The cover of the edition I read is emblazoned with a quote from Kate Atkinson, “Her most thrilling yet.” I was not quite so enthralled, maybe because of the conjuring business. If a faker is telling you something then you must expect fakery. Of the four Welsh novels I have read so far the best has been Tamburlaine Must Die, perhaps due to its historical setting.

Pedant’s corner:- conjurer (I prefer the spelling conjuror,) Saturday Night at the London Palladium (that Palladium TV show was on Sunday nights,) “her bosoms” (a person traditionally only has one of those,) “there were nothing but shadows” (there was nothing,) junky (junkie,) “licensed grocers” (grocer’s.) “The crowd were clapping” (the crowd was clapping,) “the audience were getting used to” (the audience was getting used to.) “He’s doing his standard grades now” (it is – was – a proper noun, Standard Grades,) “over an over” (over and over,) a missing comma before a piece of direct speech (x 2,) a missing end quotation mark. “‘You could of found me’” (You could have found me. This was in dialogue but the speaker was German and I suspect would not be so ungrammatical when speaking English.)

A Bubble in Space, Shooting

From Astronomy Picture of the Day for 13/8/19.

This shows the trail of a pulsar (PSR J0002+6216) – travelling at a speed greater than 1,000 kilometres a second – after it had been shot out from a supernova. The bubble it appears to come from is the expanding remnant of the supernova.

The picture is a combination of radio and infra-red data.

Pulsar J0002

Pirate Freedom by Gene Wolfe

Tor, 2017, 439 p, including 12 p Glossary. Illustrated by David Grove.

 Pirate Freedom cover

This is a book that probably contains all you ever wanted to know about pirates and then more. Not quite a swashbuckling romp – it is too reflective for that, not shying from depicting the downsides of pirate life – it is always highly readable.

It is also a time travel story. Narrator Chris (Crisofóro) was handed over by his father to be brought up in Our Lady of Bethlehem monastery in a post-Communist Cuba. When he left there he somehow or other found himself back in the heyday of the Spanish Empire, got caught up in the piracy trade, eventually becoming adept at it and in charge of several ships. Interpolations into the narrative of his pirate times relate Chris’s thoughts in later life when he is back in the future but not as far as the time he left it. In these interludes he is an ordained priest, given to musing on his past sins, and on God’s forgiveness.

One of his reflections is that, “money is just another way of saying freedom. If you have money you can do pretty much whatever you want to do. (If you do not believe me. Look at the people who have it.) …That is not exactly how it is for pirates … but it is close. And that is why they do it,” another on the ethics of obedience, “A boy who has been taught to be a sheep will not protect himself or anybody else. If he is molested and does not fight, the people who taught him to be a sheep are at least as much to blame as the molester.” In this he, and Wolfe as author, come dangerously close to condoning abuse.

Then we have, “I remembered that America had fought Spain once and freed Cuba.” Freed Cuba, eh? Swapping one empire for another is hardly freedom. That’ll be why they had a revolution sixty years later.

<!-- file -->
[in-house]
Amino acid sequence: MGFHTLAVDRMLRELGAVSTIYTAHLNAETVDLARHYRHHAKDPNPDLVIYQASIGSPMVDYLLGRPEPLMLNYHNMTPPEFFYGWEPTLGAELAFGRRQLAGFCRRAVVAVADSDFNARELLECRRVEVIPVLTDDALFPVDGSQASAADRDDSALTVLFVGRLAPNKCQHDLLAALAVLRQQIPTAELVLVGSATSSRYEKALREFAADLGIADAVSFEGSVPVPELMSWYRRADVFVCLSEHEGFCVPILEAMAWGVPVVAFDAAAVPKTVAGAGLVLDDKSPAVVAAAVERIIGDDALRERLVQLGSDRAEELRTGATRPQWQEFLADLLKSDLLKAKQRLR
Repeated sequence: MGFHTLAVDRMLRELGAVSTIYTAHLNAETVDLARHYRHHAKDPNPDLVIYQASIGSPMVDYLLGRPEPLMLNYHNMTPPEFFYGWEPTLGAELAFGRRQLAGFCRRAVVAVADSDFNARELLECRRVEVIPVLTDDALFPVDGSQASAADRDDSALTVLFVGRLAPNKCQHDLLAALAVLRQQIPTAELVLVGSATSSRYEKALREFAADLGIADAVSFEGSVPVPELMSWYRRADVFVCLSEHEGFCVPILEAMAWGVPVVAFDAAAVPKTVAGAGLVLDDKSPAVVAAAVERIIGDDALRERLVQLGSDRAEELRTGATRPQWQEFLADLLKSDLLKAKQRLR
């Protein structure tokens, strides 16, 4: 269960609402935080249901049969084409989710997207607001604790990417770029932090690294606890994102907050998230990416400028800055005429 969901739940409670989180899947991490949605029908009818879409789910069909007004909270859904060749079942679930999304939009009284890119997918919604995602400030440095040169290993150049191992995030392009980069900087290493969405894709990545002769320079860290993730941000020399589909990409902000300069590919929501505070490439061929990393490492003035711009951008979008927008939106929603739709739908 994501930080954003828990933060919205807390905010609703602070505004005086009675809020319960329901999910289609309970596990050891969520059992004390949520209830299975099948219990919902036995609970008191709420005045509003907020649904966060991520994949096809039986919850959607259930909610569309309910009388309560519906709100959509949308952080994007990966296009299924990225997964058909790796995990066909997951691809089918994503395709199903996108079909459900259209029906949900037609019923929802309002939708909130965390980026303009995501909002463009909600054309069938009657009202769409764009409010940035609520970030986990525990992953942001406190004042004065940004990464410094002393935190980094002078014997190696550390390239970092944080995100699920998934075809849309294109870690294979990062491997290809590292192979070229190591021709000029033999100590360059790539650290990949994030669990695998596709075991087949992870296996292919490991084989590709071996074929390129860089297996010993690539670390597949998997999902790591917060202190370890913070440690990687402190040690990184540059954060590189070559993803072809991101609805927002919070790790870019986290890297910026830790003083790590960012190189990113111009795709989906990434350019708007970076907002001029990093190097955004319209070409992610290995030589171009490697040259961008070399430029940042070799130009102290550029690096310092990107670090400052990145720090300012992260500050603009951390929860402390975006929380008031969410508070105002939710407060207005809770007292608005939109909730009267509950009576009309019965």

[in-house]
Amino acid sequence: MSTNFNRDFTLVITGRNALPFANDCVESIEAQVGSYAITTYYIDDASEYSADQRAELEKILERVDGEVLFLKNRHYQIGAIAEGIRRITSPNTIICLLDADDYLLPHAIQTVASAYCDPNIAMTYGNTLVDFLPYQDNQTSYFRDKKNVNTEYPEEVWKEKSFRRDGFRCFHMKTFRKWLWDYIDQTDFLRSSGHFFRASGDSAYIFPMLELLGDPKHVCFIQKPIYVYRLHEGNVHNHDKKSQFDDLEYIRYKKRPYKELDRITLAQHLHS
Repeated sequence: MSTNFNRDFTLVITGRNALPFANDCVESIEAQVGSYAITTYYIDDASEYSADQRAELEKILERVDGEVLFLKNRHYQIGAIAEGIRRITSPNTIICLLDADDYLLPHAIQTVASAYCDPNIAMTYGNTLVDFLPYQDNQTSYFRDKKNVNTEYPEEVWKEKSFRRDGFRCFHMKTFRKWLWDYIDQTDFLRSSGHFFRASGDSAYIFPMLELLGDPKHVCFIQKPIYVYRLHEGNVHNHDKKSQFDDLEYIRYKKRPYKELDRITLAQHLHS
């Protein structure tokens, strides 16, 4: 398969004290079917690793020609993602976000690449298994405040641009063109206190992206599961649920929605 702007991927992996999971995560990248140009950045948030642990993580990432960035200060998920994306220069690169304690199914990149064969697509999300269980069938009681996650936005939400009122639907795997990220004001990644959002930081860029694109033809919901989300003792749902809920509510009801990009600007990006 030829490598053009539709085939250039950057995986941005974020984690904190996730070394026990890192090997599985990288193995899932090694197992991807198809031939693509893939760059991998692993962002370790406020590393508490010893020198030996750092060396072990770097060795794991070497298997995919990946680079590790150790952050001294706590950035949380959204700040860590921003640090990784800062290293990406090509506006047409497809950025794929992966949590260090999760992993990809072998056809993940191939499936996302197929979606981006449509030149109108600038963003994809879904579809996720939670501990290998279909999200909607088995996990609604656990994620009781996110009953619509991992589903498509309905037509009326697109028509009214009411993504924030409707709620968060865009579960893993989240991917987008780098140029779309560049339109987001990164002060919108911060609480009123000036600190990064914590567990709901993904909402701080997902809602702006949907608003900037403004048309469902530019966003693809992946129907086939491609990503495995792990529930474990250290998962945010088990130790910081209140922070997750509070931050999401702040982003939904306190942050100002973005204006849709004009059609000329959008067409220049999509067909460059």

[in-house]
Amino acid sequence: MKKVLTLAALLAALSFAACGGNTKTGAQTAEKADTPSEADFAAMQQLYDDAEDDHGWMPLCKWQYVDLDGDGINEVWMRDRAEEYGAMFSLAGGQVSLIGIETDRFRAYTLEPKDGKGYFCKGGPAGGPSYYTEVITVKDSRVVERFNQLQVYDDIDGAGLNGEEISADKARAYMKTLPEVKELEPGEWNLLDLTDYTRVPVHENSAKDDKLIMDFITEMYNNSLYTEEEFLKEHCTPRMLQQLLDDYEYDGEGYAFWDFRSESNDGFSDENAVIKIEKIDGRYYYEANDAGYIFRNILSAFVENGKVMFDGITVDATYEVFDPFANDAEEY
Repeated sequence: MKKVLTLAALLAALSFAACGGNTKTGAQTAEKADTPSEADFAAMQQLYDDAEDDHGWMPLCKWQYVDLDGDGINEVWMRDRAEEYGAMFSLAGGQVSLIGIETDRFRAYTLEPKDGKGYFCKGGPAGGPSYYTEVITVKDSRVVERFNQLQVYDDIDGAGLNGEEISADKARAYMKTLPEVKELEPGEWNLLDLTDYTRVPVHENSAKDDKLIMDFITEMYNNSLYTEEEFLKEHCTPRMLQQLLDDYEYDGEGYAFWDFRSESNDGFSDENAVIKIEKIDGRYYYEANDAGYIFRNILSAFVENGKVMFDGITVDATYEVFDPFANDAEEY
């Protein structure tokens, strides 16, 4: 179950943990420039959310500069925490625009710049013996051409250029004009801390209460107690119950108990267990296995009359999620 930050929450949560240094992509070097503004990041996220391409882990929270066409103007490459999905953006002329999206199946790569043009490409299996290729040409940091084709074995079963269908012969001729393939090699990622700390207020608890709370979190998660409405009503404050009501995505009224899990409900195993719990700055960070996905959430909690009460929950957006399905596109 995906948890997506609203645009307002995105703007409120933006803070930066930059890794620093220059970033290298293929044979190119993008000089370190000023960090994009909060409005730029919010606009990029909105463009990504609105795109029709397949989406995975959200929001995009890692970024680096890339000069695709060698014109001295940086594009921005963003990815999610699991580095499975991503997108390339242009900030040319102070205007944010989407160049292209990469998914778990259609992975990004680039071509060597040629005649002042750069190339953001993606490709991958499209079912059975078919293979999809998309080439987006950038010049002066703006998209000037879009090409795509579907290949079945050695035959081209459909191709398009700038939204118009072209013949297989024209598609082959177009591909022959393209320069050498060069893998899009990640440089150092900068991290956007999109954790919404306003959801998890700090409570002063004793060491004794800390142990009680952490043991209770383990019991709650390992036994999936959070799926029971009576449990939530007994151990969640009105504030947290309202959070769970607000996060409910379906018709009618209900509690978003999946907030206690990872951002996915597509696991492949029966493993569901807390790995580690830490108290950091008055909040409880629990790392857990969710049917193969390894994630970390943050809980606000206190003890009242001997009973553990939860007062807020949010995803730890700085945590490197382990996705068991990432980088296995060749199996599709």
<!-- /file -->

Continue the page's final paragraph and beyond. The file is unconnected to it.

There are some bons mots. Of a man with whom he had dealings Chris says, “D’Ogeron was an honest politician – when you bought him, he stayed bought.” Another pirate captain says, “‘Not all beautiful things are treasures, but all treasures are beautiful.’”

Pirate Freedom is not one of Wolfe’s major works but it passes the time entertainingly enough and may correct some misconceptions about the pirate life.

Pedant’s corner:- a missing comma before a piece of direct speech (several instances,) formast (foremast.)

Peterhead 2-3 Dumbarton

SPFL Tier 3, Balmoor Stadium, 17/8/19.

I saw this* but I’m still not quite sure I believe it.

After a 6-0 hounding last Saturday and our failure to beat a boys’ team on Tuesday night I doubt there was a single Sons fan who travelled to this match in any hope at all, far less expectation.

And it started out that way *(though I missed the first twenty minutes or so due to being held up on the way.) Peterhead were one up before I got into the ground. Our general play at this point seemed to be littered with misplaced passes and lack of control.

Their second came after they were awarded a free-kick for their forward falling over. Connor Brennan saved the effort well but only at the expense of a corner which they converted to a headed goal.

Cue much discussion among the Sons fans round me about whether this was the worst Dumbarton team they’d ever seen and if we’d even manage to secure any points at all in the league.

Then almost out of the blue we scored. PJ Crossan waltzed down the left and his cross found Ruaridh Langan directly in front of goal and he banged it in. There was strange lack of celebration by those on the pitch though. None of the usual gathering round the scorer.

It did though begin to engender confidence in the team. Half time may have helped here as we came out and started to take the game more towards the home side. We hadn’t really forced their keeper into any saves though but then Crossan took the ball up on the edge of their area and instead of skipping outside as he’d done so often before – there were three defenders lined up waiting for that – he shimmied inside to get a yard of space and belted it past the keeper. Celebrations this time; on the terracing, east stand, and pitch.

Isaac Layne had been lumbering about to little effect and generally being muscled out of things but had livened up by this time starting to win balls played up to him. Apart from a flurry after the equaliser we were dominating possession by now and won a free kick on the main stand side. Layne got in front of his defender to head it in. Delirium among the fans – we were just about pinching ourselves – and plenty of celebration on the pitch.

In trying to get back into the game Peterhead resorted to long balls most of which were pretty aimless. We held out reasonably comfortably. Manager Jim Duffy made late substitutions (to waste time I suppose) and among them was Ryan Tierney who impressed me again with his hold up play. He was unlucky with a late Crossan pull back which he hit first time and the keeper made a good save.

So a win, three points, a journey home much happier than had seemed likely earlier and a season now looking much less daunting than it had. Fans and players indulged in much mutual applause after the final whistle blew.

This might have been a one-off, football is a strange game, but the players at least should take heart from it.

At least we now only need a draw from somewhere in order to equal Brechin’s low points record. One more win would surpass it.

It’s the hope that kills.